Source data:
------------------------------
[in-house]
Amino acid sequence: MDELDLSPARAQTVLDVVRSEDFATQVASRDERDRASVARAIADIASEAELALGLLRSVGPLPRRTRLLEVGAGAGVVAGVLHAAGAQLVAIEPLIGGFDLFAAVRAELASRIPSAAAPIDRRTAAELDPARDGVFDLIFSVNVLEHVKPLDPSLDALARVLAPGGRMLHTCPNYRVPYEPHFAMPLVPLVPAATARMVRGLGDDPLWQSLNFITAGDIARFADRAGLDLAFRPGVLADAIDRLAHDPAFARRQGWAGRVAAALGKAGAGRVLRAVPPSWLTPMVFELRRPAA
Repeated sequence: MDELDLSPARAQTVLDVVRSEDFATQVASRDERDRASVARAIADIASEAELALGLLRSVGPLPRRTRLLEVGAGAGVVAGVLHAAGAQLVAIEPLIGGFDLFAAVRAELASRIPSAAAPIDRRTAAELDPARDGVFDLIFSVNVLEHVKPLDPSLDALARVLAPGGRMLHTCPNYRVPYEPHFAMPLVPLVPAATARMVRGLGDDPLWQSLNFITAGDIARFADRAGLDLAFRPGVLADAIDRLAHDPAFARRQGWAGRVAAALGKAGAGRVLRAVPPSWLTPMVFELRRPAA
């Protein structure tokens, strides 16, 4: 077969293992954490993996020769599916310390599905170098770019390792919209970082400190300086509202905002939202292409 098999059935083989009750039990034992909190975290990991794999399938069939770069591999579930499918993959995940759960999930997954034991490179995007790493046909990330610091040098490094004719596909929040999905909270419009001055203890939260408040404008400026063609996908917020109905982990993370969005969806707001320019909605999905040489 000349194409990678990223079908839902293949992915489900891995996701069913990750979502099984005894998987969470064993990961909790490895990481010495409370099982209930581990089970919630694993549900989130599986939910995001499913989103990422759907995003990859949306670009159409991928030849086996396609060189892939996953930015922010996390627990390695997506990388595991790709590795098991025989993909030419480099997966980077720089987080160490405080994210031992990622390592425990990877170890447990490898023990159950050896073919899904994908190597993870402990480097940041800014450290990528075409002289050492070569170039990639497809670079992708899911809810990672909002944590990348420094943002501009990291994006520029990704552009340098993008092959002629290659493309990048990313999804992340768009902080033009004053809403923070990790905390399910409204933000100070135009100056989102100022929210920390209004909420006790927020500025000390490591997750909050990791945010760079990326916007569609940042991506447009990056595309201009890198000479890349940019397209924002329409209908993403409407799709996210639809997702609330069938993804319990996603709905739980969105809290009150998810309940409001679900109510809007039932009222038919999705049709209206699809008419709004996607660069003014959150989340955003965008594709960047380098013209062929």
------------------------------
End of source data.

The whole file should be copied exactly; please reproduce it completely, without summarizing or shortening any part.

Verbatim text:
[in-house]
Amino acid sequence: MDELDLSPARAQTVLDVVRSEDFATQVASRDERDRASVARAIADIASEAELALGLLRSVGPLPRRTRLLEVGAGAGVVAGVLHAAGAQLVAIEPLIGGFDLFAAVRAELASRIPSAAAPIDRRTAAELDPARDGVFDLIFSVNVLEHVKPLDPSLDALARVLAPGGRMLHTCPNYRVPYEPHFAMPLVPLVPAATARMVRGLGDDPLWQSLNFITAGDIARFADRAGLDLAFRPGVLADAIDRLAHDPAFARRQGWAGRVAAALGKAGAGRVLRAVPPSWLTPMVFELRRPAA
Repeated sequence: MDELDLSPARAQTVLDVVRSEDFATQVASRDERDRASVARAIADIASEAELALGLLRSVGPLPRRTRLLEVGAGAGVVAGVLHAAGAQLVAIEPLIGGFDLFAAVRAELASRIPSAAAPIDRRTAAELDPARDGVFDLIFSVNVLEHVKPLDPSLDALARVLAPGGRMLHTCPNYRVPYEPHFAMPLVPLVPAATARMVRGLGDDPLWQSLNFITAGDIARFADRAGLDLAFRPGVLADAIDRLAHDPAFARRQGWAGRVAAALGKAGAGRVLRAVPPSWLTPMVFELRRPAA
């Protein structure tokens, strides 16, 4: 077969293992954490993996020769599916310390599905170098770019390792919209970082400190300086509202905002939202292409 098999059935083989009750039990034992909190975290990991794999399938069939770069591999579930499918993959995940759960999930997954034991490179995007790493046909990330610091040098490094004719596909929040999905909270419009001055203890939260408040404008400026063609996908917020109905982990993370969005969806707001320019909605999905040489 000349194409990678990223079908839902293949992915489900891995996701069913990750979502099984005894998987969470064993990961909790490895990481010495409370099982209930581990089970919630694993549900989130599986939910995001499913989103990422759907995003990859949306670009159409991928030849086996396609060189892939996953930015922010996390627990390695997506990388595991790709590795098991025989993909030419480099997966980077720089987080160490405080994210031992990622390592425990990877170890447990490898023990159950050896073919899904994908190597993870402990480097940041800014450290990528075409002289050492070569170039990639497809670079992708899911809810990672909002944590990348420094943002501009990291994006520029990704552009340098993008092959002629290659493309990048990313999804992340768009902080033009004053809403923070990790905390399910409204933000100070135009100056989102100022929210920390209004909420006790927020500025000390490591997750909050990791945010760079990326916007569609940042991506447009990056595309201009890198000479890349940019397209924002329409209908993403409407799709996210639809997702609330069938993804319990996603709905739980969105809290009150998810309940409001679900109510809007039932009222038919999705049709209206699809008419709004996607660069003014959150989340955003965008594709960047380098013209062929």